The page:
Welcome to Dear Melissa, where I answer your questions about transitioning into or completing a Whole30, successfully sticking to your new healthy habits, and figuring out how to make this lifestyle work in the real world. Today, I’m talking to those of you still feeling the need to weigh, measure, track, and log your Whole30 calories or macros.
I’d appreciate your tough love perspective and professional opinion. I know you talk about not tracking food on the Whole30, and I know it’s not in the spirit of the program. However, I feel out of control if I’m not tracking, even though I consciously know I am eating well and taking care of my body. I have a lot of weight to lose, so not tracking makes me anxious and like I’m not being accountable even when I am. (Old wounds.) So, do I push forward and ignore the anxiety, or stick to the tracking? –Liz, via Instagram
Thanks to the popularity of My Fitness Pal and other online tracking systems, the push for accountability in the health and fitness world, and people’s increasing neuroticism surrounding their diets (not saying this is you, just a general trend I have observed), I get this question often. I’m happy to have the opportunity to address this now, with so many new people joining us for the January Whole30.
First, let’s talk about why tracking and logging your food (entering quantities, food choices, and analyzing the caloric, macronutrient, and micronutrient results) is seriously discouraged on the Whole30.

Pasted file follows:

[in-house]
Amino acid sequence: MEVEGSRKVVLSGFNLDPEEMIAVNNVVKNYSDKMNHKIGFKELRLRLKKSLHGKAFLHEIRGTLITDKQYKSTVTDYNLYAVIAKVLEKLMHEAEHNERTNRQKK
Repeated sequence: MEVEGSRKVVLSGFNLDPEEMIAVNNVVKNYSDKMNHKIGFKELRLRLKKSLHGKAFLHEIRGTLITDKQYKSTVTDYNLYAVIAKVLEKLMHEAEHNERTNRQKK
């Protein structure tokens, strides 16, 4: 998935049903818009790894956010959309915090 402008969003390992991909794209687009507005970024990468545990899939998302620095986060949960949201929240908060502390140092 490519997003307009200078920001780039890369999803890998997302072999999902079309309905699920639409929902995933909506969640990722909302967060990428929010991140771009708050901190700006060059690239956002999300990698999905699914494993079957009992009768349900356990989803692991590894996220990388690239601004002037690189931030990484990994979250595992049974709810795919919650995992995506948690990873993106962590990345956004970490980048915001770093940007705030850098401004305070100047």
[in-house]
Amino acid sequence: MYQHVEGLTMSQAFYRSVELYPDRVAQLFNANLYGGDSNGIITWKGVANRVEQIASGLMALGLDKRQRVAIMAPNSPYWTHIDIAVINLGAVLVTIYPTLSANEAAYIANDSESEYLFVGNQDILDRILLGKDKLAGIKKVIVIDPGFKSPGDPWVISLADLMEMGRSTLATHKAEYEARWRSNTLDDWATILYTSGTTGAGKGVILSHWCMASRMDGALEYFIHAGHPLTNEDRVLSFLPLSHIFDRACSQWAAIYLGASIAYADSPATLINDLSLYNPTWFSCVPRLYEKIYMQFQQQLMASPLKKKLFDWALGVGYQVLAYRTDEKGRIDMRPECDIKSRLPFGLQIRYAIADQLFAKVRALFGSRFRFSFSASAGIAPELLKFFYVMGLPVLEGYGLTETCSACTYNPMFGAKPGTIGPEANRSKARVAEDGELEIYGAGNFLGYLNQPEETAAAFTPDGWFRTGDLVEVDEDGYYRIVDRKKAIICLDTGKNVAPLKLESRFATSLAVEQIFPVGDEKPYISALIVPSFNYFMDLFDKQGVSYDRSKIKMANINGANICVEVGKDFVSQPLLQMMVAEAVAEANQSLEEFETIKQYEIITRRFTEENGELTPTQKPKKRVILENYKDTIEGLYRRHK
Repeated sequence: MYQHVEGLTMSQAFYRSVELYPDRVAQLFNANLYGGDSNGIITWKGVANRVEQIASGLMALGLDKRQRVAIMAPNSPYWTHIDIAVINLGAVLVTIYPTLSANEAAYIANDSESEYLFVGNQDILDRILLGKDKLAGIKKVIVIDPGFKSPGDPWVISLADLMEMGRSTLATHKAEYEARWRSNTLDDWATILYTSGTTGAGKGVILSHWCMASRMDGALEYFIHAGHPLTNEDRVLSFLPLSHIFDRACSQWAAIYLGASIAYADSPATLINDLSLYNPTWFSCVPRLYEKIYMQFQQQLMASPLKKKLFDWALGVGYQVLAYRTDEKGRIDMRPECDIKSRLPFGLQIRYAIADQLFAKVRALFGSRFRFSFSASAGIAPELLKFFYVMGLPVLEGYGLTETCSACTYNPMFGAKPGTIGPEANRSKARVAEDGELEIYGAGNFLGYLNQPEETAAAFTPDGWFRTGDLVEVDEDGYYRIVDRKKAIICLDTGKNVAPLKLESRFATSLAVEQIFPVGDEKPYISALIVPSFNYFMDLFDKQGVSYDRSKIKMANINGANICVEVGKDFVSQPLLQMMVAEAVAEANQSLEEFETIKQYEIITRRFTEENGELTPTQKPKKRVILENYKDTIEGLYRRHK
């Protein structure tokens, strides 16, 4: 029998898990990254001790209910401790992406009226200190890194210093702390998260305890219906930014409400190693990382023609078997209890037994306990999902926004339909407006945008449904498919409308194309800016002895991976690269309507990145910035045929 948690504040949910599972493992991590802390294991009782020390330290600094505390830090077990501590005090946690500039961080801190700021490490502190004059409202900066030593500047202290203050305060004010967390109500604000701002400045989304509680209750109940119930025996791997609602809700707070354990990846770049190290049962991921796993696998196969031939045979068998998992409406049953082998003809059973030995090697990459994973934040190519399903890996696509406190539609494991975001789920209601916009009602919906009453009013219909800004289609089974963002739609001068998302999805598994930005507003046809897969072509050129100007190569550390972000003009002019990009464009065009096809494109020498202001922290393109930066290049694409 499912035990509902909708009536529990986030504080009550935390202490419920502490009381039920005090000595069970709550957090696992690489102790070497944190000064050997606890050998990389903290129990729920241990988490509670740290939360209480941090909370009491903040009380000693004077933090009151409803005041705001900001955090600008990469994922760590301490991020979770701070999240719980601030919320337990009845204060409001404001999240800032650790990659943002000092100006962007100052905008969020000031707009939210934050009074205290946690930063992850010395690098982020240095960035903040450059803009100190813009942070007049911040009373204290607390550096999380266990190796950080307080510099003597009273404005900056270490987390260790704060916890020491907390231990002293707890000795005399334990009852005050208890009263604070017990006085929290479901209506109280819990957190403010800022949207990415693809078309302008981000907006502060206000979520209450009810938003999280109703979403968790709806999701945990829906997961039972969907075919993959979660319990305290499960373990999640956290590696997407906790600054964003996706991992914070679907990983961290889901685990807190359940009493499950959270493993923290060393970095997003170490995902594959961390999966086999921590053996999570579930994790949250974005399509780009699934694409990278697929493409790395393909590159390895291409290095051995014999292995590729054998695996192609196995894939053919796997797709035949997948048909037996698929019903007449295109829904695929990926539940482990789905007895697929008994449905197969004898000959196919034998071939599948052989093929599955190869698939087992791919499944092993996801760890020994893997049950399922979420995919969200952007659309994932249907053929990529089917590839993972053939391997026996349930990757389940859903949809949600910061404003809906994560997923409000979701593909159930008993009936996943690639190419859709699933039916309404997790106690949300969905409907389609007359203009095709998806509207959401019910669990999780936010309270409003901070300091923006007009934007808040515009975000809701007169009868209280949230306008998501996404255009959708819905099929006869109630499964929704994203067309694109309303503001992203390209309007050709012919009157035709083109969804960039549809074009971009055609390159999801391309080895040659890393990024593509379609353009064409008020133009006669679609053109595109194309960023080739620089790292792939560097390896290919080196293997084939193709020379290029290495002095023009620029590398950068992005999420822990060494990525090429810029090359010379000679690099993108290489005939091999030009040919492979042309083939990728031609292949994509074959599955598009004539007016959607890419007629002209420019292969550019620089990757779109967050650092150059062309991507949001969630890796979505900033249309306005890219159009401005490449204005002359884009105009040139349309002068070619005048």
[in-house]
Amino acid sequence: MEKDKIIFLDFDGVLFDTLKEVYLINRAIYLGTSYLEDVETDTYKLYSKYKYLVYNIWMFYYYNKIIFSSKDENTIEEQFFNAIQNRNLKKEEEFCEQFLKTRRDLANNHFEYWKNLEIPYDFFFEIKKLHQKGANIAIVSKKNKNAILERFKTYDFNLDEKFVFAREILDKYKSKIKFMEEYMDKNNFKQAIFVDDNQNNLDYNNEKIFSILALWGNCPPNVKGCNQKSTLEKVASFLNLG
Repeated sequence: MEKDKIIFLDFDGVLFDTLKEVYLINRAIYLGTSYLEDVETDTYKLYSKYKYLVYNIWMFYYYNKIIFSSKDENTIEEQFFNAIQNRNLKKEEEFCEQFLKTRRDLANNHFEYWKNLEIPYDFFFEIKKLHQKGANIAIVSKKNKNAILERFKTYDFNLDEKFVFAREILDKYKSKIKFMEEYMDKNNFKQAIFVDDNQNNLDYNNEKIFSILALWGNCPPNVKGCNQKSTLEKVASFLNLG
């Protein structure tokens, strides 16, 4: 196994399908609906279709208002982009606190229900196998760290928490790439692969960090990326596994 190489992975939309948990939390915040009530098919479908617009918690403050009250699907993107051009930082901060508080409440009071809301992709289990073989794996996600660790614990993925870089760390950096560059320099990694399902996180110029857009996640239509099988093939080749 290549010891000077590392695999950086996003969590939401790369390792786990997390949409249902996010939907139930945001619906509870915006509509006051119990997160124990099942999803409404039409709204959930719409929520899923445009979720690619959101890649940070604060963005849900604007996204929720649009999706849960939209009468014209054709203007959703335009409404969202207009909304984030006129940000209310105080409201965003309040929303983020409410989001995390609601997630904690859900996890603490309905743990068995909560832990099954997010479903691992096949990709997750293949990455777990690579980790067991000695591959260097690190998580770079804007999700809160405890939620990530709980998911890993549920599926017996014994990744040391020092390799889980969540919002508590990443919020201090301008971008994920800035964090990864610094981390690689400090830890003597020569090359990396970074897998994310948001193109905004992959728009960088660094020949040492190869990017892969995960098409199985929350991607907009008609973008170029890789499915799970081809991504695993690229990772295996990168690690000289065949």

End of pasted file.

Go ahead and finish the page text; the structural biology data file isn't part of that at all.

Why We Say “Don’t Track or Log”
As I wrote in The Whole30: One goal of our program is to get you back in touch with your body’s natural regulatory mechanisms—in this case, trusting your feelings of hunger, and intuitively knowing when to stop eating. That means after a few weeks of eating food with brakes (the foods that provide both nutrition and satiety), you’ll be eating when you’re hungry, and stopping when you’re full. By the end of your Whole30, these signals will actually work, perhaps for the first time in years! And we’ve specifically designed the amounts and proportions recommended in our meal template so you won’t need to count calories or plug your food into a calculator—not even if you’re trying to lose weight.
The admonition to avoid tracking calories or macronutrients isn’t a rule, just a recommendation. However, we’d caution you against it for the same reasons we caution against the scale. Your body knows how much you should be eating better than any calculator you’ll find on the internet. In addition, some of you have been so conditioned to restrict calories or macronutrients that even though you feel amazing, you may still be tempted to cut back once you see the numbers add up.
Skipping the weighing, measuring, and tracking for the next thirty days will help you foster a healthier relationship with food, and turn mealtime into a relaxing, enjoyable experience instead of an arbitrary math session.
Your Tracking Intervention